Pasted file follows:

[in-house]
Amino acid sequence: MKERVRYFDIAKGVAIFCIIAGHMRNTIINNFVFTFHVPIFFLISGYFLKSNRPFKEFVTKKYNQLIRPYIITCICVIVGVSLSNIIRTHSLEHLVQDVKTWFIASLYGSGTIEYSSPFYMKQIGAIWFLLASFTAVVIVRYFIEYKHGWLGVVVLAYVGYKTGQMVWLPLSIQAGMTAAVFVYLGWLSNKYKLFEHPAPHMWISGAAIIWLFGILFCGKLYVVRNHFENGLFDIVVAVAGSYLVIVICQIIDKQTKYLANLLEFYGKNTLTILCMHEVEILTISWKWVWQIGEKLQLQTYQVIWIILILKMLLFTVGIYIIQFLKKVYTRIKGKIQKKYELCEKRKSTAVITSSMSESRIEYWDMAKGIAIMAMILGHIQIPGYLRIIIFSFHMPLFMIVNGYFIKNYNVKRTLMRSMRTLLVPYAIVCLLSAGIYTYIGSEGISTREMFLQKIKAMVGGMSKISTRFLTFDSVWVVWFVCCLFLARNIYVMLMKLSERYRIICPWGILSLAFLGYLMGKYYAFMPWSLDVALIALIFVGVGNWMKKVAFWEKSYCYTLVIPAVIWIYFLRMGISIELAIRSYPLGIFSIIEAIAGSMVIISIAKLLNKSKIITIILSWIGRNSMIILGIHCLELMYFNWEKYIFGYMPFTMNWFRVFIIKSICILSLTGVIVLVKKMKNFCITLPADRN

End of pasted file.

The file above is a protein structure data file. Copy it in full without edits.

[in-house]
Amino acid sequence: MKERVRYFDIAKGVAIFCIIAGHMRNTIINNFVFTFHVPIFFLISGYFLKSNRPFKEFVTKKYNQLIRPYIITCICVIVGVSLSNIIRTHSLEHLVQDVKTWFIASLYGSGTIEYSSPFYMKQIGAIWFLLASFTAVVIVRYFIEYKHGWLGVVVLAYVGYKTGQMVWLPLSIQAGMTAAVFVYLGWLSNKYKLFEHPAPHMWISGAAIIWLFGILFCGKLYVVRNHFENGLFDIVVAVAGSYLVIVICQIIDKQTKYLANLLEFYGKNTLTILCMHEVEILTISWKWVWQIGEKLQLQTYQVIWIILILKMLLFTVGIYIIQFLKKVYTRIKGKIQKKYELCEKRKSTAVITSSMSESRIEYWDMAKGIAIMAMILGHIQIPGYLRIIIFSFHMPLFMIVNGYFIKNYNVKRTLMRSMRTLLVPYAIVCLLSAGIYTYIGSEGISTREMFLQKIKAMVGGMSKISTRFLTFDSVWVVWFVCCLFLARNIYVMLMKLSERYRIICPWGILSLAFLGYLMGKYYAFMPWSLDVALIALIFVGVGNWMKKVAFWEKSYCYTLVIPAVIWIYFLRMGISIELAIRSYPLGIFSIIEAIAGSMVIISIAKLLNKSKIITIILSWIGRNSMIILGIHCLELMYFNWEKYIFGYMPFTMNWFRVFIIKSICILSLTGVIVLVKKMKNFCITLPADRN